Ahmed Patel winning the Rajya Sabha seat is not going to turn around matters or ensure the Congress party regaining power in Gujarat. It will require a lot more.
For a strategist who prefers remaining in the shadows coupled with being the political secretary to Congress president Sonia Gandhi for more than 15 years, it should not have surprised those who have watched Ahmed Patel closely to get the better of BJP president Amit Shah in winning the Rajya Sabha seat in his home state of Gujarat.
There is no doubt Patel seemed edgy throughout Tuesday till late at night when the results were declared. Without exception most of the Congress heavyweights backed him by knocking at least thrice on the doors of the Election Commission of India and succeeded in having its objection upheld. That not only ended the nail chilling suspense raising hopes about the door being barely ajar for the desperate Congress to bid for a comeback.
This had become a prestige issue for Shah, who was elected to the House of Elders along with union minister Smriti Irani. That brought down the curtain on a day of high drama with the pendulum swinging back and forth about Patel’s prospect of winning which was nothing short of a cliff hanger.
Even as the Congress wasted no time in expelling eight MLAs for cross voting, the BJP’s bubble of invincibility has been burst in Gujarat which was seen as a proxy war between Prime Minister Narendra Modi and Sonia Gandhi.
Patel’s win is a shot in the arm for the Congress which has been steadily losing ground in the country over the last three years since the BJP led NDA came to power in 2014. This win has raised the hopes of the oldest party in the country making a determined bid to regain power in Gujarat. That is, however, highly premature at this juncture.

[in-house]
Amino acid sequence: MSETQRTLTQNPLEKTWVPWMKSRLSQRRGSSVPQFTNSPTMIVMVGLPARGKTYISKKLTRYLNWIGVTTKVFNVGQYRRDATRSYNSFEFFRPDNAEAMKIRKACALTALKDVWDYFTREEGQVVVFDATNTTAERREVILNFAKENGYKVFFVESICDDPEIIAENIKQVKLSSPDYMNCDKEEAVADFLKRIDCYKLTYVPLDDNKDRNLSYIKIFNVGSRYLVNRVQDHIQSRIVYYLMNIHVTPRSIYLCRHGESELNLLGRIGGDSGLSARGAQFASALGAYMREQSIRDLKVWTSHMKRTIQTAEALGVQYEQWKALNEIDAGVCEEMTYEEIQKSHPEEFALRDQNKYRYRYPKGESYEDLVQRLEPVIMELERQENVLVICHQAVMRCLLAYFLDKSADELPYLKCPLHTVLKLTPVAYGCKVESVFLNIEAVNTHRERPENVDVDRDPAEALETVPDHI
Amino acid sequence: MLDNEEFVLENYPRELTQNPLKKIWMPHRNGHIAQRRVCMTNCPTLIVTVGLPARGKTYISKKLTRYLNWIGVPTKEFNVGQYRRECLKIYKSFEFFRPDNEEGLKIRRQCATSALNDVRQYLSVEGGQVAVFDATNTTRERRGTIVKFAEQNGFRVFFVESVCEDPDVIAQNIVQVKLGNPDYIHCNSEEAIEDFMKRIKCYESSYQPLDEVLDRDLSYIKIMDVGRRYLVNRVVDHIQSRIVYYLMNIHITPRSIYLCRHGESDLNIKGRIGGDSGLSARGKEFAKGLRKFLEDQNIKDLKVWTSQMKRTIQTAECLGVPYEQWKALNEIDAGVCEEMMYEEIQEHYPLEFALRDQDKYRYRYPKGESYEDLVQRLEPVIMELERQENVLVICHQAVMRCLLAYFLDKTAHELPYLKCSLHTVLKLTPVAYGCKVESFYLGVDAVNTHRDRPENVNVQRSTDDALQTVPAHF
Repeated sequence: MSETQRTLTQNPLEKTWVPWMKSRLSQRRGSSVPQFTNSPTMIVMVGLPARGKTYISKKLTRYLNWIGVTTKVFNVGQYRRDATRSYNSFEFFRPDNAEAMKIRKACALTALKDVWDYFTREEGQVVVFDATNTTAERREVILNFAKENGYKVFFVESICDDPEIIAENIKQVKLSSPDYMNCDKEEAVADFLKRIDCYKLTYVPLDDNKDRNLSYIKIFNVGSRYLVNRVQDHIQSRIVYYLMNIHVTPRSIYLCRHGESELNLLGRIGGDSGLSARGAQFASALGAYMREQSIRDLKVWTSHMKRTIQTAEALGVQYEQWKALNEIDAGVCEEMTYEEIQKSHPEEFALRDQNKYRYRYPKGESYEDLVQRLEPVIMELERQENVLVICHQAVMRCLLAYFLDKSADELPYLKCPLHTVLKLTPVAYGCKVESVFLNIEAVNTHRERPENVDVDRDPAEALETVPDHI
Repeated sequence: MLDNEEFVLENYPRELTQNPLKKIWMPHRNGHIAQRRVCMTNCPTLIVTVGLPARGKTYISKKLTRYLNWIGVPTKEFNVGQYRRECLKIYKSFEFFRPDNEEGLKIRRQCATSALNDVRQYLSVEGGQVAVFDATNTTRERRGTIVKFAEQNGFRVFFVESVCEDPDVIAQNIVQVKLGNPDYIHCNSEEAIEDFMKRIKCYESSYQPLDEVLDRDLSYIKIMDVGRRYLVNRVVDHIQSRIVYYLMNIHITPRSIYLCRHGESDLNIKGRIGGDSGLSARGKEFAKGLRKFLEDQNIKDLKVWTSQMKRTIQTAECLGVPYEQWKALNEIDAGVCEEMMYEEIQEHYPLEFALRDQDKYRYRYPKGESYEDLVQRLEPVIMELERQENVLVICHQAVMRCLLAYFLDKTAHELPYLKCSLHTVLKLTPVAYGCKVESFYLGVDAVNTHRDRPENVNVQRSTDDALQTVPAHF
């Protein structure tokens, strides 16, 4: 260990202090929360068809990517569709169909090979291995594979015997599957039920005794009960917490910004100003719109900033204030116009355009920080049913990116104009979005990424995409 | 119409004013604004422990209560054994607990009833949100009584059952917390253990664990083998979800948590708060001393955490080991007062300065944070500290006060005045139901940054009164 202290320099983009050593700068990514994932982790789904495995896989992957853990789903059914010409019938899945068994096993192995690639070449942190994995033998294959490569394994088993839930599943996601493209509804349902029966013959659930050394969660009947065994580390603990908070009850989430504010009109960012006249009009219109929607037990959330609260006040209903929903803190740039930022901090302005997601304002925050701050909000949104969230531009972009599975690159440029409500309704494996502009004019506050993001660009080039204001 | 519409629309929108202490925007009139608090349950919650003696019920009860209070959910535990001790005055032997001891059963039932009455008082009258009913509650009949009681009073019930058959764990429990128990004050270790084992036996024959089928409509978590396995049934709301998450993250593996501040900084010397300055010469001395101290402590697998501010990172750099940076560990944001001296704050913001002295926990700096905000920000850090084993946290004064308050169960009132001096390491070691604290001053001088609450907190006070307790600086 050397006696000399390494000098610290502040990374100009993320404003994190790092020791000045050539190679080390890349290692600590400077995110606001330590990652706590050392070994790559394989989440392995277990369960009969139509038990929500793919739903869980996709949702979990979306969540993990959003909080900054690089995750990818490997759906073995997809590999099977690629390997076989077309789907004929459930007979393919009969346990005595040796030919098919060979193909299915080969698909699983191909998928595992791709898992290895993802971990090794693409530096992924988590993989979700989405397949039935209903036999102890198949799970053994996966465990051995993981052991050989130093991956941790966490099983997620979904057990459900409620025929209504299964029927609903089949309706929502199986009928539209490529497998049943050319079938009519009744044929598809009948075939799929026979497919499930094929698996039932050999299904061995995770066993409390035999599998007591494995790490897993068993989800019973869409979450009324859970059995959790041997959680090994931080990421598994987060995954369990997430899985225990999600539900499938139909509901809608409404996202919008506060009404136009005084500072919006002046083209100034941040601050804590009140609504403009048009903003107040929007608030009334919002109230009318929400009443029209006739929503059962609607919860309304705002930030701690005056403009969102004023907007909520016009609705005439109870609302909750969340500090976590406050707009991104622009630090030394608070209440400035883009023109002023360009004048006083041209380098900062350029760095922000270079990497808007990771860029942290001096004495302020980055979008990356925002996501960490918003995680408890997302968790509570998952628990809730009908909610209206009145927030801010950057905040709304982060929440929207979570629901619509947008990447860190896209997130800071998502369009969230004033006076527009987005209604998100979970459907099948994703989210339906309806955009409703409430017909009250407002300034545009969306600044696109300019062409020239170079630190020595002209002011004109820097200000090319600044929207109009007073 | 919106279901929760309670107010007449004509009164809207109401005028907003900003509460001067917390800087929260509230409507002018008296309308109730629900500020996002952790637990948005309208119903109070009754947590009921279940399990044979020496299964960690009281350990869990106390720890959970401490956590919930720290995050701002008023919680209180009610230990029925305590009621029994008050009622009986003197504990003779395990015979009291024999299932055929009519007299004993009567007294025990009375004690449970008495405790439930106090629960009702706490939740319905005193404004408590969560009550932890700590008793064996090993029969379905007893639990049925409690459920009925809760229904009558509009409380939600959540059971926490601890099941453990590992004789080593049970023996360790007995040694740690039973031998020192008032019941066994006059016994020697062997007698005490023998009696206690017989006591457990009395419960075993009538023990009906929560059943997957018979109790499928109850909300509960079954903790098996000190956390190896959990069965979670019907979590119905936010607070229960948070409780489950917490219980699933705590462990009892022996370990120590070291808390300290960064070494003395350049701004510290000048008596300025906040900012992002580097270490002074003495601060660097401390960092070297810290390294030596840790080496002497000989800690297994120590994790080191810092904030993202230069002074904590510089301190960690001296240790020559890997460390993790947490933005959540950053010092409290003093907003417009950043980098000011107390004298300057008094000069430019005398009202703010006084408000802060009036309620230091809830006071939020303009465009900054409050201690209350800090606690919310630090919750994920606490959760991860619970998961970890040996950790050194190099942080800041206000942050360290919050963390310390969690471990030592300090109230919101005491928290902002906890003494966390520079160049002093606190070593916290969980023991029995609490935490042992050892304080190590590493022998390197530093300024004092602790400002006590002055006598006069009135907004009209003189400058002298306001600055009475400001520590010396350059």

Blocking Patel’s entry into the Rajya Sabha was clearly in keeping with the BJP’s desire of striving for a “Congress mukt Bharat”. At the same time the discriminating feel the Congress faces an uphill task in the assembly elections in Gujarat later this year as the party organisation is in a shambles besides being riven with factionalism.
The contest for the Rajya Sabha seat was bitter and brought to the fore how such elections should not be fought. The elected representaties of the people in State assemblies constitute the electors and it is an abuse of this scheme by political parties to encourage cross voting which should be desisted. When the strength of the assembly is known, it is unseemly to field an extra candidate and force a contest.
Literally in the dumps, the Congress party has been laid low by the BJP over the last 36 months since Prime Minister Narendra Modi came to power in 2014. It is in this context that its senior leader and former Union minister Jairam Ramesh drew attention to the party facing an existential crisis and its leaders behaving like Sultans having lost their Sulatanate. The points raised by him needs to be discussed with the seriousness it deserves in the highest party fora.
There is urgent need to reinvent itself and move beyond a few predetermined and ordained leaders from the dynasty who have failed to make any impact or infuse confidence among the people at large.
The Congress direly needs to prop up youthful and energetic faces who have the capacity to make a difference to the Old Lady of Bori Bunder. There have hardly been any new faces that have come to the fore in the last decade and a half which has proved to be a major dampener for its revival.
The challenges for the party are manifold and not just resting on the laurels of getting Patel a berth in the Rajya Sabha. There is no doubt he is one of the main and powerful faces of the party in Gujarat. Patel’s win is bound to strengthen the Congress and particularly the old guard. However, the party’s turnaround will require redoubled efforts in Gujarat and a lot more as the challenge for the Congress lies elsewhere than Patel winning the Rajya Sabha seat.